“The Stand: Captain Trips” is the second collaboration between Marvel and the work of Stephen King, and it couldn’t be more different from “The Dark Tower,” which makes sense, as the two novels are completely different in tone and approach. Where “The Dark Tower” is a strange combination of fantasy and westerns and horror, “The Stand” is a story about our world, and (at the start, at least) a completely mundane manifestation of evil. The Superflu, Captain Trips, or The Worst Summer Cold In Human History.
For those who haven’t read the novel, it’s about a bunch of completely regular folks, coping with a planet-devastating illness and picking up the pieces of what’s left. They don’t fight zombies, they don’t turn into werewolves, they just cope. So it’s a strange choice to adapt into a comic book, as it’s much more about moral conflict than any grand scenes of epic battle. It’s much more about dread and claustrophobic fear than it is about creepy crawlies chasing you through a corn field.
That being said, outside of “The Dark Tower” novels, it’s probably King’s best work. So it’s an overall good choice, regardless.
Now let’s talk about lettering for a moment, because it’s important. None of the following critique can fairly be leveled at the work of Chris Eliopoulos, itself. He is simply dutifully following what is undoubtedly the mandate of his Editors. However, I think it is finally in this release that Marvel’s incessant adherence to Lowercase typefaces in their more “mainstream” releases truly shows how inadequate a method it is to sustain a written narrative.
I get what they’re trying to do, honestly. Upper and lowercase letters making sentences look just like a book that all those normals out there can understand and not get the heebie jeebies when they open one of these scary comic books. And in a story about a kid with Spider powers or even a hyper stylized interpretation of “The Dark Tower”, it’s not so glaring.
But here, at least, Marvel has asked too much of this method. “The Stand” is one of the most realistic comics ever released by the imprint. Barely a shred of action takes place in this book. It’s all about introducing the first scraps of what will be a truly sprawling cast of characters. If one was to look at how much of the original novel is covered in this issue I would have to say, out of over a thousand pages, this covers maybe thirty of them. So it is indeed taking its time. It is being “serious”.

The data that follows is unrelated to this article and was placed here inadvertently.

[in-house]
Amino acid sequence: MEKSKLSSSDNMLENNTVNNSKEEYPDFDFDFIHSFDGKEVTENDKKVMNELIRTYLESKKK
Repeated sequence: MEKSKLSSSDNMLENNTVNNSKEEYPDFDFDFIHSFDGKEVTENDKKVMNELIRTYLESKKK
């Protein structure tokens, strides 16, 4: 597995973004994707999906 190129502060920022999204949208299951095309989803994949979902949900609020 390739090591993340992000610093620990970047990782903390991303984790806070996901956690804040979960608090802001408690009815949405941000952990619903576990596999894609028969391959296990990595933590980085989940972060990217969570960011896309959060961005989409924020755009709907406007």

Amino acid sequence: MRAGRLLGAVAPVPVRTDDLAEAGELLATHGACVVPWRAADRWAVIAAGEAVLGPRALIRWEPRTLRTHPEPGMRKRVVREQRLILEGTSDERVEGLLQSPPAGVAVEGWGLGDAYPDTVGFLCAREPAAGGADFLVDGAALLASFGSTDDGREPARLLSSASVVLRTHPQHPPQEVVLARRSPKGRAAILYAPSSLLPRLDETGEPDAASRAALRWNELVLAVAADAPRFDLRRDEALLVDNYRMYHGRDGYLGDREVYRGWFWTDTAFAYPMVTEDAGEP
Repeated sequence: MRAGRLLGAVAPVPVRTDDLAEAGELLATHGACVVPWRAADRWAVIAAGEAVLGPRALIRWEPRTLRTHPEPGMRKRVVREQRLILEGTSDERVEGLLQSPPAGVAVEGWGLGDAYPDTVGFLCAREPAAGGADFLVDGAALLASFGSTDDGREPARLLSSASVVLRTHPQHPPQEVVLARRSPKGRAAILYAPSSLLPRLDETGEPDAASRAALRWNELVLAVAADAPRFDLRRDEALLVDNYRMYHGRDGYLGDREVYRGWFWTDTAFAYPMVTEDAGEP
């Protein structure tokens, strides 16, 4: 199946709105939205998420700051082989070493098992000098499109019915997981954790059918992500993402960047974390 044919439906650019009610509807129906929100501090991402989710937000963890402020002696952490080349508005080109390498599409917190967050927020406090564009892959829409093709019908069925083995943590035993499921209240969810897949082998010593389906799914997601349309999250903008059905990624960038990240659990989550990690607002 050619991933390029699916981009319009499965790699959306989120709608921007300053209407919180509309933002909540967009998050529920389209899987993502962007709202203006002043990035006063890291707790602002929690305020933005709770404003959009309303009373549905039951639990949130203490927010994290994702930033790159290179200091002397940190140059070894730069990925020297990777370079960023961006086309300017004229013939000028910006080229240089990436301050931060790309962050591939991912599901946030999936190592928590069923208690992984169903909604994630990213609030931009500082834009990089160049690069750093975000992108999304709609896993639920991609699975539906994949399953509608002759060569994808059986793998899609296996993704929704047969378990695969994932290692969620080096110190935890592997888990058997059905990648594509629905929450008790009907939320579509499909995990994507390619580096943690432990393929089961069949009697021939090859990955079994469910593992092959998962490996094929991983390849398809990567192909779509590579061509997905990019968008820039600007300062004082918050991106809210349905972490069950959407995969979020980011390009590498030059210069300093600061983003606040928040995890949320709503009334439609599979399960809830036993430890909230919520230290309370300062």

And this truly foolish and flighty looking style of lettering just does not cut it anymore. Because there’s a difference between reading Upper and Lowercase letters in Times New Roman and reading them in a comic book font. And that difference makes it more than a little difficult to take the creeping dread subsuming several quaint suburban lives all that seriously.
And it’s a shame, because Mike Perkins and Roberto Aguirre-Sacasa do a fantastic job of adapting King’s work here. The character designs are spot on, and they inhabit the page perfectly. Just like in “The Dark Tower: The Gunslinger Born”, sequential art is able to give certain moments more weight than even their prose counterparts. In “The Dark Tower IV: Wizard & Glass,” Susan Delgado’s murder of a Deputy is seen as simply a means to an end, a necessary act of desperation. But the way Peter David and Jae Lee linger on it, on a full page all to itself, gives it a new and vivid intensity. Here, in this first issue, the same effect is given to the deaths of two of the most strikingly minor characters in the book. The wife and baby of the first man who ends up spreading the Superflu across the country are found dead in his car. In the novel, it is a statement of inevitability. Of course, they’re dead. They have to be. Next. In the comic, this moment of discovery is one of true and grotesque horror and no small amount of poignancy. It’s a testament to the strengths of both the medium and the artisans of it currently at work here.
As I said before, though, this issue covers barely a sliver of the original novel. Fans of the book will find themselves pretty surprised that they couldn’t have covered more in the span of a first issue. It must be said, however, that very little of it feels long winded or disposable. It actually reflects the original work quite well. But as a first issue, to someone who has never read the original novel, it’s got to be one of the least compelling first issues ever. We know that possibly maybe a few people might be getting really sick. Or they might just have summer colds. Maybe. We’re not sure yet.
Of course, most people know what’s really happening, and it’s much worse than that. It’s hard to believe that someone buying a comic book has never read “The Stand”, so perhaps this argument doesn’t hold water but, hey, anything’s possible.